Wendy’s-Google Cloud Boost QSR Digital



To stand out in the rapidly digitizing Quick Service Restaurant (QSR) space, brands need to go beyond simply providing web and mobile ordering tools. This is a trend that was highlighted on Tuesday (October 12) via a new partnership between Wendy’s and Google Cloud that will bring a suite of data analytics, artificial intelligence (AI) and other capabilities aimed at pushing the digital business game to the next level. in its 7,000 locations.

“We believe that Google Cloud’s AI / ML and data analytics solutions will allow Wendy’s to innovate to create fast, smooth and fun interactions that redefine the way customers visit and enjoy our restaurants,” said Wendy’s chief information officer Kevin Vasconi said in a statement. declaration.

The statement notes that the partnership could include the use of Google Cloud’s BigQuery data warehouse and its Looker data analytics product, using cloud AI to improve orders, and its Anthos multicloud management tool.

“By combining Wendy’s commitment to innovation with the best of Google technology, we can help create the quick-service restaurant of tomorrow that redefines speed, convenience and quality,” commented Robert Enslin, President of sales at Google Cloud.

The context

Restaurants today are much more digital than two years ago. Since the start of the pandemic, ghost kitchens – restaurants available on digital ordering platforms without a consumer presence – have grown from a new niche model to a widely used tool, and the dining rooms and kitchens of the restaurants are also becoming more digital. Contactless technologies like QR codes are now appearing regularly on restaurant tables, and new robotic tools are emerging to provide AI solutions for everyday kitchen tasks.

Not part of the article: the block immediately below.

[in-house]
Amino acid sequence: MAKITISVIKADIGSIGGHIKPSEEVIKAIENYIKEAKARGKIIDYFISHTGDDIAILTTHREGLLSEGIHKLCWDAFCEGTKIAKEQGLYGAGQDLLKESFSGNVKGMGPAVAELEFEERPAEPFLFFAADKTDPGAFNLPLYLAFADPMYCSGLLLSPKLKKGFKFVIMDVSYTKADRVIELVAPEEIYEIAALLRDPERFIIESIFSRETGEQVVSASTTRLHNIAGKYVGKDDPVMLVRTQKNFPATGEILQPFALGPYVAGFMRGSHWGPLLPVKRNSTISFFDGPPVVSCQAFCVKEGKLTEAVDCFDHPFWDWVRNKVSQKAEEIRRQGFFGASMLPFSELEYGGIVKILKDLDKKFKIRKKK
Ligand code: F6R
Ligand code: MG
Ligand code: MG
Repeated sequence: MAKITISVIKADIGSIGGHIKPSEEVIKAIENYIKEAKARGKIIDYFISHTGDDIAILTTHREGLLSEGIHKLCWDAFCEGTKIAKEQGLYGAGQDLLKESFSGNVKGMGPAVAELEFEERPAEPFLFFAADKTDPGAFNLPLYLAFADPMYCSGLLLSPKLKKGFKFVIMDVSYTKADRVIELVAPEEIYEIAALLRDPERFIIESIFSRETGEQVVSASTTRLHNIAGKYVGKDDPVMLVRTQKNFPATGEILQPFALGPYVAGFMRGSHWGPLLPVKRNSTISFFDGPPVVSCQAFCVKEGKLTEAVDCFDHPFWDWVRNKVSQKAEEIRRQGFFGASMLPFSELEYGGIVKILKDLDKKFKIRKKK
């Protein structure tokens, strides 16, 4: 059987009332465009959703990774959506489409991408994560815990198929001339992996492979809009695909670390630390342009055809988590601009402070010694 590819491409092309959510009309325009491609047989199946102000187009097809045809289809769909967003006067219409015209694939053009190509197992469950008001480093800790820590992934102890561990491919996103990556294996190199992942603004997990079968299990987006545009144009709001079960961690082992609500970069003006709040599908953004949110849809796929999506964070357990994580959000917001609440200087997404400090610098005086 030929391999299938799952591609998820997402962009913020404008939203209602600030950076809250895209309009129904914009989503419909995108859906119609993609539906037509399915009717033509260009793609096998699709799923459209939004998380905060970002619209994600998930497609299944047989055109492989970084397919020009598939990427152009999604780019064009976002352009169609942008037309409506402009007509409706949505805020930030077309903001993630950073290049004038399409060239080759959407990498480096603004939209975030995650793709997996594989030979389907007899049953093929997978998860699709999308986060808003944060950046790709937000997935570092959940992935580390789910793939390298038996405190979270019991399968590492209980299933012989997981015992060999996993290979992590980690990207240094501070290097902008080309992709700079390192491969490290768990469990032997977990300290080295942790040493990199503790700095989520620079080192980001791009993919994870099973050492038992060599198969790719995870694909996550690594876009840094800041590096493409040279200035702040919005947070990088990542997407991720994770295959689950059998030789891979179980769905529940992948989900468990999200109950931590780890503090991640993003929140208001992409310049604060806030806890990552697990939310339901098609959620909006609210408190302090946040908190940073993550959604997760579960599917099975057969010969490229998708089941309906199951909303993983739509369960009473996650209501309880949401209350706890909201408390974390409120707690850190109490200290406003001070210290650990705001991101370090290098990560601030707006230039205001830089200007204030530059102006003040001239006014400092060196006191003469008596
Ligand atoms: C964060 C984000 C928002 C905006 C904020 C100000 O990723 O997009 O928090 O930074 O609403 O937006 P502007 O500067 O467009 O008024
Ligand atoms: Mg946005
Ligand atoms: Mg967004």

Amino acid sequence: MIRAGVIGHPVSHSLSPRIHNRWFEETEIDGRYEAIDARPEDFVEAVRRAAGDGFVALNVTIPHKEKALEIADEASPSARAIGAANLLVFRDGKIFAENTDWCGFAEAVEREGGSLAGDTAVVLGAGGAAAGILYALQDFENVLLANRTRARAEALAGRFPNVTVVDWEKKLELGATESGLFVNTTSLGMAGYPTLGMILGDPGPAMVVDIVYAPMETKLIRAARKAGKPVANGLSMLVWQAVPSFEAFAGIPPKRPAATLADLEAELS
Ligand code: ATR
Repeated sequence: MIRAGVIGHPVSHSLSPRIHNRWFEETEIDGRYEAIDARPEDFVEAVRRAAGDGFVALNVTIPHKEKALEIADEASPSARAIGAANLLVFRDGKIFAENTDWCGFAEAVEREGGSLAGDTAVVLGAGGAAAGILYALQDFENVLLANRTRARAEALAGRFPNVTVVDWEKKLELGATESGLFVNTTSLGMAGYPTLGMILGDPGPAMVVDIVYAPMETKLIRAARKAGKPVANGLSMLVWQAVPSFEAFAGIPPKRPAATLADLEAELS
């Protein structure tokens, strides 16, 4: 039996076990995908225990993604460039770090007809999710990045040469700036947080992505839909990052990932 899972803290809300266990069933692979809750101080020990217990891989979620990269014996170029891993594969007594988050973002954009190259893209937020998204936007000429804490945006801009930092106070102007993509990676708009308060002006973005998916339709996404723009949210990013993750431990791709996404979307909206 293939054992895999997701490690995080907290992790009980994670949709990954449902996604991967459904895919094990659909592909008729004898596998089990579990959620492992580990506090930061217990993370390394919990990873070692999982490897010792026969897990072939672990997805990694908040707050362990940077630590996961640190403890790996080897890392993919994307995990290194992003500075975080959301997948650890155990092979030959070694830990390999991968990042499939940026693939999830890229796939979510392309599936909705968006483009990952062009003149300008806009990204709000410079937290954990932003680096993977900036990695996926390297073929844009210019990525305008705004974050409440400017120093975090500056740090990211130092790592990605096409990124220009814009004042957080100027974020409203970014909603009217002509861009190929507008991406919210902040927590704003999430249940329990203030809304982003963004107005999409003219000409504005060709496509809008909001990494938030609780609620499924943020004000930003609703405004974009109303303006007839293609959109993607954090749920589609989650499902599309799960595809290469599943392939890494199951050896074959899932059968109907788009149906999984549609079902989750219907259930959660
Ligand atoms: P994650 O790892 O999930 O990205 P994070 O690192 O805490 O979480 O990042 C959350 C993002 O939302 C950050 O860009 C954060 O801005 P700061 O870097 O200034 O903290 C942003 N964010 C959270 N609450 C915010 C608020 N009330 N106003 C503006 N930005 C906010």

In numbers

Changing consumer ordering habits are causing digital sales to skyrocket. Research of the PYMNTS studyThe economics of bring it to me, created in collaboration withFiserv Carat, finds that 61% of American consumers now order prepared meals online, and 58% do so more often than before the start of the pandemic. These numbers are even higher when you look at the habits of young consumers who make up the future restaurant clientele, with about three-quarters of bridge millennials, millennials, and millennials ordering online.

What industry insiders are saying

“Existing software no longer serves today’s restaurateur who manages experiences onsite, online, curbside and via delivery.” Doron Friedman, co-founder and product manager of SpotOn, a company that, among other offerings, creates ordering and payment technologies for restaurants, told PYMNTS in an interview. “Having an omnichannel solution will be extremely important. Homeowners need a system that connects all aspects of their business, acting as a single source of truth across the front of the house, the back of the house, digital presences and, of course, the customer.

“In five years, I think restaurants in general will be built on the Internet of Things”,Andy Wiederhorn, CEO of FAT Brands, the global franchise company behind 14 major restaurant brands, including Fatburger, Johnny Rockets and Round Table Pizza, told PYMNTS. “Customers will place an order on their phone or in store, which will then notify a restaurant’s POS system, who will talk to the grill, who will talk to the fryer, who will talk to the walk-in refrigerator, who will call order from the potato supplier without a manager or cook having to lift a finger.

Read more: SpotOn supports restaurant recovery with forward-looking technology

Also: FAT Brands CEO Predicts ResTech’s IoT Future



On: Forty-seven percent of U.S. consumers avoid digital-only banks due to data security concerns, despite considerable interest in these services. In Digital Banking: The Brewing Battle For Where We Will Bank, PYMNTS surveyed more than 2,200 consumers to reveal how digital-only banks can boost privacy and security while providing convenient services to meet this unmet demand.



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